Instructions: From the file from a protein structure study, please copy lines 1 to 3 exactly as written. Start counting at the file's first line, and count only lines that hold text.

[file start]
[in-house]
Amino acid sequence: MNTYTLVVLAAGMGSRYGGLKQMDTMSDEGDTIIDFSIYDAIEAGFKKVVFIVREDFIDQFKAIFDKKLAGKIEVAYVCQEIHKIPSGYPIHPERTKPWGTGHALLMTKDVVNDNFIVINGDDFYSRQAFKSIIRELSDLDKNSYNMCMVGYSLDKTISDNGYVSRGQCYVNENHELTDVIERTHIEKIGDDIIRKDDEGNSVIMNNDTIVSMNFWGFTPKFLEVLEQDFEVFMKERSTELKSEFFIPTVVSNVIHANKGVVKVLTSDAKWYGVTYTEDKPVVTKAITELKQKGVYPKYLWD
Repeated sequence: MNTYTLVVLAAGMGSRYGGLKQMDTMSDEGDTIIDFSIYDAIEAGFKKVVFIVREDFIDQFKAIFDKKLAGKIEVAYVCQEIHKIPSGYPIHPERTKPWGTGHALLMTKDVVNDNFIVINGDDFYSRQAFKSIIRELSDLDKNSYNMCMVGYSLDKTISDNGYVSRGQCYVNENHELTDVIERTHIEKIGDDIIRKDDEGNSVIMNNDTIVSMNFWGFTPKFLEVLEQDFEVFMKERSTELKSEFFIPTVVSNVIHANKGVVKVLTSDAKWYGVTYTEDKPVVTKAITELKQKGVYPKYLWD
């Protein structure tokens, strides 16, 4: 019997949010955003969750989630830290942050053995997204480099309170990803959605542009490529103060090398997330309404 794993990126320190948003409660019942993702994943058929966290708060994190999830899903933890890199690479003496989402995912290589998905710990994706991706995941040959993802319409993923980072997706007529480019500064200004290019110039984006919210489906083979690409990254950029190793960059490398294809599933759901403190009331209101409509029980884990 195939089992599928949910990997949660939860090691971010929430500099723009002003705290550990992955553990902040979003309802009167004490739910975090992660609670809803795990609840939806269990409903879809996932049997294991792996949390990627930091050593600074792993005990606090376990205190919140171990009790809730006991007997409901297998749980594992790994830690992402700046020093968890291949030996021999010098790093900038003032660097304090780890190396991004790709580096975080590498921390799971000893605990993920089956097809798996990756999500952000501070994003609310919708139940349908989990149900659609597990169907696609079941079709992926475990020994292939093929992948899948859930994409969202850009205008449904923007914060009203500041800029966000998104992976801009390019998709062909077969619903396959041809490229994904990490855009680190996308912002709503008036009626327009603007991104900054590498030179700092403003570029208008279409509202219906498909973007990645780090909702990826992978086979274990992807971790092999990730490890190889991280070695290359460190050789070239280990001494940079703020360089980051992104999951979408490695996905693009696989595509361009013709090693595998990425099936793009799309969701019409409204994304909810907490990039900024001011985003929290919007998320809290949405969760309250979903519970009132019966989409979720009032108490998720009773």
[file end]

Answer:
[in-house]
Amino acid sequence: MNTYTLVVLAAGMGSRYGGLKQMDTMSDEGDTIIDFSIYDAIEAGFKKVVFIVREDFIDQFKAIFDKKLAGKIEVAYVCQEIHKIPSGYPIHPERTKPWGTGHALLMTKDVVNDNFIVINGDDFYSRQAFKSIIRELSDLDKNSYNMCMVGYSLDKTISDNGYVSRGQCYVNENHELTDVIERTHIEKIGDDIIRKDDEGNSVIMNNDTIVSMNFWGFTPKFLEVLEQDFEVFMKERSTELKSEFFIPTVVSNVIHANKGVVKVLTSDAKWYGVTYTEDKPVVTKAITELKQKGVYPKYLWD
Repeated sequence: MNTYTLVVLAAGMGSRYGGLKQMDTMSDEGDTIIDFSIYDAIEAGFKKVVFIVREDFIDQFKAIFDKKLAGKIEVAYVCQEIHKIPSGYPIHPERTKPWGTGHALLMTKDVVNDNFIVINGDDFYSRQAFKSIIRELSDLDKNSYNMCMVGYSLDKTISDNGYVSRGQCYVNENHELTDVIERTHIEKIGDDIIRKDDEGNSVIMNNDTIVSMNFWGFTPKFLEVLEQDFEVFMKERSTELKSEFFIPTVVSNVIHANKGVVKVLTSDAKWYGVTYTEDKPVVTKAITELKQKGVYPKYLWD